The trend could spell trouble for President Obama who has recently based his campaign on pressuring Romney to release five years of tax returns even as jobless rates creep up.
Jobless claims rose in Iowa, Florida, Michigan, Nevada, New Hampshire, Pennsylvania, and Virginia, according to Labor Department data released Friday, according to a Wall Street Journal
The rise in the national unemployment comes in the heat of August leading up to national elections pitting successful businessman and former governor of Massachusetts Mitt Romney against the incumbent president.
Unemployment in Nevada, home state to Sen. Harry Reid, leader of the Democrat-controlled Senate, is at 12 percent, the highest unemployment rate of any state in the U.S. Democrats are in danger of losing control of the Senate to Republicans in November.
Adding to Obama’s unemployment blues, jobless rates also edged up in Colorado and North Carolina. Ohio’s unemployment was unchanged, after 11 months of declines.
Increases in unemployment in battleground states reflected the national trend which saw unemployment rise to 8.3% in July from 8.2% a month before, according to another report by Newsday
Data suggests employers added some jobs in all but three of the battleground states—Florida, New Hampshire and Pennsylvania, however not enough to break even. Virginia and Michigan, with the largest increase in jobs, added about 40,000 between them.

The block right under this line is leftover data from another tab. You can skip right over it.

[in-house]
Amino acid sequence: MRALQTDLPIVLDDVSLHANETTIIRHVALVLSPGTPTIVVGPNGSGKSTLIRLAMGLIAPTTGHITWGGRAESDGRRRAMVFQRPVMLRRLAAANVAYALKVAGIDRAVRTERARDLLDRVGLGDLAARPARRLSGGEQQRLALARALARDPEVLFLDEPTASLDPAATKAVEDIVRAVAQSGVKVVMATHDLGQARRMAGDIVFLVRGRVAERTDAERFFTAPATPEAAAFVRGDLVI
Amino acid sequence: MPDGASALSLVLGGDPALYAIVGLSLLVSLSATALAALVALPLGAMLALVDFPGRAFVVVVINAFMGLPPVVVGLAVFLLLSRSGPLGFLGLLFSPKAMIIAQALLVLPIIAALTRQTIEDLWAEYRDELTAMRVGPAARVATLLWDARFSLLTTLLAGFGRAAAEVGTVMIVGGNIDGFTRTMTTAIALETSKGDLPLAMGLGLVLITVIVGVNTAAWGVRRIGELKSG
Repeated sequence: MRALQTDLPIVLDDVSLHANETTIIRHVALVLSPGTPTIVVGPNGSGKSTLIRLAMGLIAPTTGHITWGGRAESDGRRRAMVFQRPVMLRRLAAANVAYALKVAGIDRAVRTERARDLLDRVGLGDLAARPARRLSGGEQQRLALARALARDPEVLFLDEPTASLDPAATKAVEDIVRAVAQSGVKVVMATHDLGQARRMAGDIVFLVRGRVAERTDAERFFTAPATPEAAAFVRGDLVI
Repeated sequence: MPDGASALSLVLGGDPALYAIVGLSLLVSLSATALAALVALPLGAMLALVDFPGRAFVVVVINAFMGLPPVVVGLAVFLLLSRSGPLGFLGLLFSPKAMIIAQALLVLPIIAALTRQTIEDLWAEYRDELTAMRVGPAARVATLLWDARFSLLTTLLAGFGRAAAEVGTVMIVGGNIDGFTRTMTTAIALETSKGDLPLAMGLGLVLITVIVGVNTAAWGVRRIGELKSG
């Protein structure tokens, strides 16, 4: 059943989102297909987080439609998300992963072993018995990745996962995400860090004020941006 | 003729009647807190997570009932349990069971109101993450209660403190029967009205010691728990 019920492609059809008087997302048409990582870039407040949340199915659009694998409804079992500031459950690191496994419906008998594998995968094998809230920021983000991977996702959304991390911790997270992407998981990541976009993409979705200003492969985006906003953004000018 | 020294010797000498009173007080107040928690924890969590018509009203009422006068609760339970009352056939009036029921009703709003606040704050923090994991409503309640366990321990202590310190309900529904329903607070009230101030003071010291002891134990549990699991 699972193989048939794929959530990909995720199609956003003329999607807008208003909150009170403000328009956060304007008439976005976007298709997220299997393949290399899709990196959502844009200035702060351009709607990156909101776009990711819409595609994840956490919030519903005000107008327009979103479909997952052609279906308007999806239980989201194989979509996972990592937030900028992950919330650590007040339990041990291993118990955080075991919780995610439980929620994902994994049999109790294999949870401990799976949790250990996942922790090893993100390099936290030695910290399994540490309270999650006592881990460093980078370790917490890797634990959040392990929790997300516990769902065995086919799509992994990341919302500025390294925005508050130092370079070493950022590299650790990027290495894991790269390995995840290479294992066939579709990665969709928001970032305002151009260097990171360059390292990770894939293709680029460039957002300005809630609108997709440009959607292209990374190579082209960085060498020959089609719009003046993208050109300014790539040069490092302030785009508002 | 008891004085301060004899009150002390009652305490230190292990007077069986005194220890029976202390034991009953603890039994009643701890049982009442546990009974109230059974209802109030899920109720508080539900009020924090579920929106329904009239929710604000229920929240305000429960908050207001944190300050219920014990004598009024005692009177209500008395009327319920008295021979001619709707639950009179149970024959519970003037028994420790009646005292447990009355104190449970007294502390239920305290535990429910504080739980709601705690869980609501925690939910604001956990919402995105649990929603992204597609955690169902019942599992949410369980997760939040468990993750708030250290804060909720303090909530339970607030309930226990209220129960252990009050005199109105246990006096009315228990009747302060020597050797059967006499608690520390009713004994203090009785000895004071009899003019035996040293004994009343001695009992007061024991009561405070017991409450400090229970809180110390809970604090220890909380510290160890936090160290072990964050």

While the state of the economy easily ranks as this year's most pressing issue to voters in the presidential race according to all polls, President Barack Obama says he inherited an economy in crisis, but that the U.S. is actually experiencing an economic recovery due to his policies.
On the other side of the aisle, presidential candidate Mitt Romney and his newly-named VP choice, Rep. Paul Ryan of Wisconsin, say Mr. Obama's policies have failed
America and that they would turn things around with strong growth and job gains if elected.
Obama campaign spokesman Adam Fetcher claims Obama’s policies have added 4.5 million jobs in 29 months and "will build the economy from the middle class out through targeted investments in education, research and development, and infrastructure."
Romney campaign spokeswoman Amanda Henneberg says Friday's data shows the jobless rate rose in 44 states, and said the president's "policies have left the middle class struggling with higher unemployment, more debt, and smaller paychecks."